Atrial Septal Defect
An atrial septal defect (ASD) is a hole in the part of the septum that separates the atria (the upper chambers of the heart). This hole allows oxygen-rich blood from the left atrium to flow into the right atrium instead of flowing into the left ventricle as it should. This means that oxygen-rich blood gets pumped back to the lungs, where it has just been, instead of going to the body.
An ASD can be small or large. Small ASDs allow only a little blood to flow from one atrium to the other. Small ASDs don’t affect the way the heart works and don’t need any special treatment. Many small ASDs close on their own as the heart grows during childhood.
Medium to large ASDs allow more blood to leak from one atrium to the other, and they’re less likely to close on their own. Most children who have ASDs have no symptoms, even if they have large ASDs.
How normal heart works?
The normal human heart is responsible for efficiently receiving and pumping blood. Proper blood flow is vital to health because the body’s tissues rely on the blood to carry nourishment (oxygen, glucose) and remove waste products (carbon dioxide). Under normal conditions, the cardiovascular system (heart, blood vessels) contains two separate circulatory systems – venous (right) and arterial (left). Venous (deoxygenated, blue) blood returns from the body to the right atrium.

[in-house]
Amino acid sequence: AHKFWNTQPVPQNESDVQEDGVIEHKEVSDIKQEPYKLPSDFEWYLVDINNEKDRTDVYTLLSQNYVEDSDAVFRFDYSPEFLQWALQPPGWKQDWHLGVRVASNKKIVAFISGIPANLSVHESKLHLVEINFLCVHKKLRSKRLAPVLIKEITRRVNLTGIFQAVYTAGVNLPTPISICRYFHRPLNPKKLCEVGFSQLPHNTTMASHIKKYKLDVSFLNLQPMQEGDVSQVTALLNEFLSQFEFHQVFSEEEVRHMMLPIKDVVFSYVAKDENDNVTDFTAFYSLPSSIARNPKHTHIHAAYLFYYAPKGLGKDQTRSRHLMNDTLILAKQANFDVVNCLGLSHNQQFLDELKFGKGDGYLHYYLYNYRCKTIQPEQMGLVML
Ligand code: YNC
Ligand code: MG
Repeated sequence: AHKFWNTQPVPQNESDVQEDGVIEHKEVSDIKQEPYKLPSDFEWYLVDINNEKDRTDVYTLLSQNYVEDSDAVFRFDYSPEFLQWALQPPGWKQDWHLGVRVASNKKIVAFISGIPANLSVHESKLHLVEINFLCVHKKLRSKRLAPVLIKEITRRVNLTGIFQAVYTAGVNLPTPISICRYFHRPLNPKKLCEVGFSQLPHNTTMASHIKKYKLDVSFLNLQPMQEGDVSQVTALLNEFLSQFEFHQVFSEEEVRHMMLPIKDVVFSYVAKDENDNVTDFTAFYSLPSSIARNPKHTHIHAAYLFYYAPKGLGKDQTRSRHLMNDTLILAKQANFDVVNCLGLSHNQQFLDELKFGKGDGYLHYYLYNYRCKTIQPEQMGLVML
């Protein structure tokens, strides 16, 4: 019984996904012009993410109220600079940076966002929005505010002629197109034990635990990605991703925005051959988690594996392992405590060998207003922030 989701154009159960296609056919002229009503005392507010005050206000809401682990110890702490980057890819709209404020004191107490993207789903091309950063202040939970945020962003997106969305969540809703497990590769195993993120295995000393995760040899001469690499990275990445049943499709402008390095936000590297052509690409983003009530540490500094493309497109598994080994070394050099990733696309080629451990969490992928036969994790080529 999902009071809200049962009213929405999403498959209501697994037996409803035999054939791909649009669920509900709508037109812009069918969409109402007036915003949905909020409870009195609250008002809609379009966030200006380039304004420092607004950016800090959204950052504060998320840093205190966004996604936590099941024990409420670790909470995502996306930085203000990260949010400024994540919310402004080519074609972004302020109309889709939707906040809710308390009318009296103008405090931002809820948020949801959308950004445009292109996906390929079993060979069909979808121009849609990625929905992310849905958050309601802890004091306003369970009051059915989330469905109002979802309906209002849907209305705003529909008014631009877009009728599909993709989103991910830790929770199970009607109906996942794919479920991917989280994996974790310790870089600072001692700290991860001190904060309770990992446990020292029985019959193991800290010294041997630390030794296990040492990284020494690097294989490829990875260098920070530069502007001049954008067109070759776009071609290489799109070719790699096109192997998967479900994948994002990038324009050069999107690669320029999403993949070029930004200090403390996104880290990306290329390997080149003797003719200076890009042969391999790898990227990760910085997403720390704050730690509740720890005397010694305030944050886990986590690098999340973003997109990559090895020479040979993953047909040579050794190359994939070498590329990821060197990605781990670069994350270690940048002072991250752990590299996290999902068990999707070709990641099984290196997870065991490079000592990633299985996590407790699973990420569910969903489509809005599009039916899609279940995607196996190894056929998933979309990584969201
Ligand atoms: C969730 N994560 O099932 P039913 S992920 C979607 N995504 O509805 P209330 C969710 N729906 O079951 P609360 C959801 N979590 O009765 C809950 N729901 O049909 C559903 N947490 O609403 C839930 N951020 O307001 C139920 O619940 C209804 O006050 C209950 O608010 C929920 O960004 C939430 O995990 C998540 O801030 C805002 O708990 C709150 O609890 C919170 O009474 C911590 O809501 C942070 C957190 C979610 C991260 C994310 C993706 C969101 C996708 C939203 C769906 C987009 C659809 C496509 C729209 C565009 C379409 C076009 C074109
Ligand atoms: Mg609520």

Blood flows from the right atrium through the tricuspid valve into the right ventricle where blood is actively pumped across the pulmonary valve and into the pulmonary arteries. The main pulmonary artery divides into large right and left pulmonary arteries and then to small pulmonary arterioles. Adjacent to the small arterioles, numerous pulmonary air filled sacs. Within these small sacs, gases are exchanged. Waste products from the venous blood enter the air sacs and are removed from the pulmonary system when we breathe out (exhale). Oxygen that enters the lungs when we breathe in (inspiration) enters the small air sacs and diffuses into the blood. Oxygen-rich (red) blood returns from the lungs via pulmonary veins to the left atrium.
Muscular and connective tissues separate the right (blue blood) from the left (red blood) side of the heart. The heart is separated at the level of the receiving chambers (right and left atria) by the atrial septum, and at the pumping chambers (right and left ventricles) by the ventricular septum. Persistent opening between the atrial and ventricular septa in postnatal life is abnormal.
The four major types of ASDs are: